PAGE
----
G. Numerical Saying

This type of saying is another subcategory of the saying. It is the dominant form used in Proverbs 30. The numerical saying will begin with a number line in the X/X + 1 pattern, where the second number is one digit larger than the previous number. The number line will also state the element that binds the list together. The number line is then followed by a list of items. The number of items in the list will correspond to the highest number in the number line. An example of this is Proverbs 6:16–19,

There are six things that the LORD hates,

seven that are an abomination to Him:

    haughty eyes,
    a lying tongue,
    and hands that shed innocent blood,
    a heart that devises wicked plans,
    feet that make haste to run to evil,
    a false witness who breathes out lies,
    and one who sows discord among brothers.

As stated in the number line, Solomon lists seven things that God hates. In interpreting the numerical sayings, the final element listed is usually the author’s main point (Hildebrandt, “Proverbs,” pp. 241–42). In Proverbs 6:16–19, the zenith of abominable items to God is “one who sows discord among brothers.”

H. Example Story

An example story recounts an illustration or personal experience and how from experience he has learned a truth worth leaving to others. This form has three basic parts: an opening where the sage notes his experience, a story illustrating his point, and the moral conclusion. Proverbs 24:30–34 is an example of this (also see 7:6–23). The opening is in v. 30, the example story in vv. 31–32, and the moral conclusion in vv. 33–34 (Klein, Blomberg, and Hubbard, Introduction to Biblical Interpretation, p. 317).

I. Beautitudes

A beautitude is a pronouncement of blessing on someone by an authority figure. When this is used in wisdom literature, it provides a motivation to convince someone that blessing comes by following the advised course of action (see 3:13–14; 8:32, 34; 16:20; 20:7; 28:14; 29:18). Proverbs 20:7 reads like this: “The righteous who walks in his integrity—blessed are his children after him!” Because a man has a life of integrity, his children will be the beneficiaries from his integrity.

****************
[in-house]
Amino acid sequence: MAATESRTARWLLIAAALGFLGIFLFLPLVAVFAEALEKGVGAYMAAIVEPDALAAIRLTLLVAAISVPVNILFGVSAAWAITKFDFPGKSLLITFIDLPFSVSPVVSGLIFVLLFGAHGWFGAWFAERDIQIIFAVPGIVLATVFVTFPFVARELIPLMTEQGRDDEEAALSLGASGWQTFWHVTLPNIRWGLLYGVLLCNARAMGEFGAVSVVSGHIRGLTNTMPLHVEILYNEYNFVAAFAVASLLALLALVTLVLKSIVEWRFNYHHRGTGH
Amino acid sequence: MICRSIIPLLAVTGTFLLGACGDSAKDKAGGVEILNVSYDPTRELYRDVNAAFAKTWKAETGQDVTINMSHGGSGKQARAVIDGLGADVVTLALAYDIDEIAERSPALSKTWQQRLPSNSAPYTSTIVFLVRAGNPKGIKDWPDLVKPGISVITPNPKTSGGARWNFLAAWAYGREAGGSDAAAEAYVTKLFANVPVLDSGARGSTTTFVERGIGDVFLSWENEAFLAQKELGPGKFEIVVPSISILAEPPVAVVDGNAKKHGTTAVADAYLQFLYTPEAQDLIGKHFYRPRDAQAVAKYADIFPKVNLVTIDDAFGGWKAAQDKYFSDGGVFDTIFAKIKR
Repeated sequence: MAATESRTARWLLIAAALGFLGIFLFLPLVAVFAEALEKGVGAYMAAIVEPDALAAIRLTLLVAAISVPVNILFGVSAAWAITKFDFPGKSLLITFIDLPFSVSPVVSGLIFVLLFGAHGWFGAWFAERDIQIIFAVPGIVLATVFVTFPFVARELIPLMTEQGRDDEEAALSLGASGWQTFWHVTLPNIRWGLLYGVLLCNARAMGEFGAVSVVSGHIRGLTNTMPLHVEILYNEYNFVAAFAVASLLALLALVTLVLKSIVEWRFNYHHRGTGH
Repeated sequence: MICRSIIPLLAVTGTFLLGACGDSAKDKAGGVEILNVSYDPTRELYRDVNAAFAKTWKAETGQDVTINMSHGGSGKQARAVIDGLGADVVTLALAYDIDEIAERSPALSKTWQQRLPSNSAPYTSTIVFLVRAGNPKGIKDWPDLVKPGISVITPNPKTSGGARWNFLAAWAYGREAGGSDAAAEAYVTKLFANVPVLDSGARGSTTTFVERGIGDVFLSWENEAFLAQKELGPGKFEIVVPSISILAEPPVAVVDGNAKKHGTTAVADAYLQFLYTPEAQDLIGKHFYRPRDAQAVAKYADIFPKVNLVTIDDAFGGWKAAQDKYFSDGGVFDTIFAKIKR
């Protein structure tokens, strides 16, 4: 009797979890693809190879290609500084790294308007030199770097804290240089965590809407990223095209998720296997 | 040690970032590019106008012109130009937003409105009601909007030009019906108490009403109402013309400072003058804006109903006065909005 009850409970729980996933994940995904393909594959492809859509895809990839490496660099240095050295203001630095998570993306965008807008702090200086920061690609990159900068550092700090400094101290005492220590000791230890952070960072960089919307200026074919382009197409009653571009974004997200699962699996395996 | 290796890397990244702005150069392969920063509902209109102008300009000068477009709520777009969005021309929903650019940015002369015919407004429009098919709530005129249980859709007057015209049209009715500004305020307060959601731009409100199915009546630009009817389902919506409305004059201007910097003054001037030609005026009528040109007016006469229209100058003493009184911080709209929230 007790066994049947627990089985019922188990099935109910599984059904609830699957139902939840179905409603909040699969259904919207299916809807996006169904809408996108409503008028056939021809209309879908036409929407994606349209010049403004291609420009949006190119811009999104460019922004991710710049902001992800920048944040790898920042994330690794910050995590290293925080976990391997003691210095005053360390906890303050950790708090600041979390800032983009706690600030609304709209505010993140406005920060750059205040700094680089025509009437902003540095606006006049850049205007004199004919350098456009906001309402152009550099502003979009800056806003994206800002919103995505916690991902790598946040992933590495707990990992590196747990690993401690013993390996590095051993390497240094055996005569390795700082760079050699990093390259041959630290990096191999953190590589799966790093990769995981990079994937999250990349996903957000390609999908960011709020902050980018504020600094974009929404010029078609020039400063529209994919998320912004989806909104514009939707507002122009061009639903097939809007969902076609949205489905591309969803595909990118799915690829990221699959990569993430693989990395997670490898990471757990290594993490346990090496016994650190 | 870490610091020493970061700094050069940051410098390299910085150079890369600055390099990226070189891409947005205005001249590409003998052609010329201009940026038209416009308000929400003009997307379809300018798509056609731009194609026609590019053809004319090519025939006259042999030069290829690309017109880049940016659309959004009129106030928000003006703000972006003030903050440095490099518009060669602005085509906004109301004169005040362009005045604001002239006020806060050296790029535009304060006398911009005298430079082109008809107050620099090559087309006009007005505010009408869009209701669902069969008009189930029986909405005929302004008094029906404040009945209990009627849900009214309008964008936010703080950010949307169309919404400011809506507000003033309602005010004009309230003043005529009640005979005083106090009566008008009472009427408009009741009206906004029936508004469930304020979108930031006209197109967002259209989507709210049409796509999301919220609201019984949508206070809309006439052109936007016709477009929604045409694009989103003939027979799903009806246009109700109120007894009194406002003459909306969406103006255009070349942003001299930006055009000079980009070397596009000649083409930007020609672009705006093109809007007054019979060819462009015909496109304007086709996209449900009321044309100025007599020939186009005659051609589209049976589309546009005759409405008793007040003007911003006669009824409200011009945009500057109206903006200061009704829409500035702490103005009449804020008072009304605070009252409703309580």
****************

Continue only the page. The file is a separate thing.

J. Acrostic Poem

An acrostic poem uses the Hebrew alphabet as a device for structuring. An acrostic poem is used in Proverbs 31:10–31 to describe the virtuous women. The acrostic poem connotes completeness by emphasizing that this woman’s qualities go from A through Z, from beginning to end, she is a most excellent woman. The point is that her virtuous character has been thoroughly presented.

With this post and the previous one, we have looked at the third principle for interpreting the book of Proverbs: identifying precise literary forms. In our next two posts, I will continue my series of posts by examining the fourth principle for understanding Proverbs.

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Interpreting the Book of Proverbs (Part 6)

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With part 5 of Interpreting Proverbs, we looked at the seven collections of proverbs that make up the book of Proverbs. With this and the next post, we will look at the third principle for reading this book.

III. Identifying Precise Literary Forms

This third guideline places proverbial literature into more precise literary forms. I am using the term “form” as a descriptive category denoting the manner in which wisdom material is presented (Garrett, Proverbs, p. 28). There are two predominant literary forms, instruction and saying, and eight secondary forms. We will briefly examine each of these.